A Data-Driven Approach for Deriving Parkinson’s Disease Subtypes and Related Trajectories of Cognitive and Motor Function




Dhima, Kaltra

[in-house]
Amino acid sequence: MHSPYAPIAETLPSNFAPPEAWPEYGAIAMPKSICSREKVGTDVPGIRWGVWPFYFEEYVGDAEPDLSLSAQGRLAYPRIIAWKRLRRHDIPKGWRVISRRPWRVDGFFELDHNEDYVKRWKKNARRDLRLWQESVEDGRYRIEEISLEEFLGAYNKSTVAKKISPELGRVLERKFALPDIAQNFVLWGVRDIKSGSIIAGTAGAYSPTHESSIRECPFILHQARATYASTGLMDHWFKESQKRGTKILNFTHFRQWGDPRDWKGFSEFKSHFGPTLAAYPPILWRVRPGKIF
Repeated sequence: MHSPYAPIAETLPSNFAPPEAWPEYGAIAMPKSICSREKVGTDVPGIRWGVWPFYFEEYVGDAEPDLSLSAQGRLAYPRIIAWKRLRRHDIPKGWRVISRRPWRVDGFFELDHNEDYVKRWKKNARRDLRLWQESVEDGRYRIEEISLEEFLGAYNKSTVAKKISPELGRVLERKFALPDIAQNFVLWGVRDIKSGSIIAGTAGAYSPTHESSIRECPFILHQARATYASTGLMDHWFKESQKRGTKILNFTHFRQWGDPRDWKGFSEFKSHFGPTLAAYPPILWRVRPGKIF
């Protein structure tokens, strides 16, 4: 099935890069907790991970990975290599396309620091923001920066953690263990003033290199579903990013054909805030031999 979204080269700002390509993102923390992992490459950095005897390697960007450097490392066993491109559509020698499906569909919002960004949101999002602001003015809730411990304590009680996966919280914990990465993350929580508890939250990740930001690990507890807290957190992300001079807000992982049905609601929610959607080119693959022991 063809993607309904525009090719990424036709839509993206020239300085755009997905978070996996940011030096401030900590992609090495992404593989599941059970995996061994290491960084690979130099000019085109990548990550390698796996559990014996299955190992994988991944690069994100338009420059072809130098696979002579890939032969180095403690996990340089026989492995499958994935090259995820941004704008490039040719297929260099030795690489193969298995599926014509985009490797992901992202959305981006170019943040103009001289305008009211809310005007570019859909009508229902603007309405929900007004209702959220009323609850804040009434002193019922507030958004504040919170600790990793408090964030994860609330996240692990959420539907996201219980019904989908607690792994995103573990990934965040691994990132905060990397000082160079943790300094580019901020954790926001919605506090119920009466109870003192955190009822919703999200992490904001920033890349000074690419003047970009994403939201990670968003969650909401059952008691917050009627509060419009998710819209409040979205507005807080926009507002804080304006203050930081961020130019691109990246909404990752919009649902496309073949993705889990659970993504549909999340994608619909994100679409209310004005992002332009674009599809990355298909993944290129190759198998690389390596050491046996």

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Parkinson's disease (PD) is a progressive neurological illness that involves a variety of motor and non-motor features, with remarkable heterogeneity in clinical presentation and symptom progression. Previous studies have attempted to identify PD subtypes to better understand the clinical implications of this heterogeneity, though reliable subtypes remain unclear due to inconsistencies across studies, non-generalizable samples, and low subtype stability over time. This study aimed to identify PD subtypes based on motor, cognitive, psychiatric, and functional measures using K-means cluster analysis in a large PD sample (N=683) and explore subtype-specific prognosis. Results yielded a two-cluster solution (Cluster 1 N=457; 2 N=226) at baseline with adequate cluster quality. Cluster 1 exhibited more severe rest tremor but better functioning in all other measures (independence with activities of daily living, daytime sleepiness, depression, anxiety, general non-motor PD symptoms, and postural instability/gait difficulty). Ten half-sample replications of the cluster analysis model and Cohen's kappa revealed excellent model consistency in symptom trends and subjects' cluster membership. Comparison of additional baseline measures using analysis of covariance (ANCOVAs) found that Cluster 1 performed better in overall disease burden, quality of life, motor symptoms, PD medication side effects, mood, sleep dysfunction, compulsive behaviors, psychomotor processing speed, attention, and Aβ-42. ANCOVAs for annualized change showed Cluster 2 exhibiting greater disease burden over time according to a composite measure, with insignificant cluster differences for all other longitudinal analyses. Replication of the cluster analysis model at last visit revealed consistent cluster differences among model measures, but with suboptimal stability over time, as over 25% of subjects changed cluster membership from baseline. The current study utilized a large and heterogeneous PD sample and a statistically advanced subtyping approach to derive a two-cluster solution, with one group exhibiting relatively greater severity of rest tremor but better functioning in all other areas used to determine initial group differences, as noted above. Although several significant and clinically manful cluster differences were observed at baseline, longitudinal analyses revealed limited clinical and prognostic usefulness. Future PD subtyping efforts may consider increased variable diversity, novel statistical clustering methodologies, and examining clusters of symptom trajectories rather than baseline symptoms.

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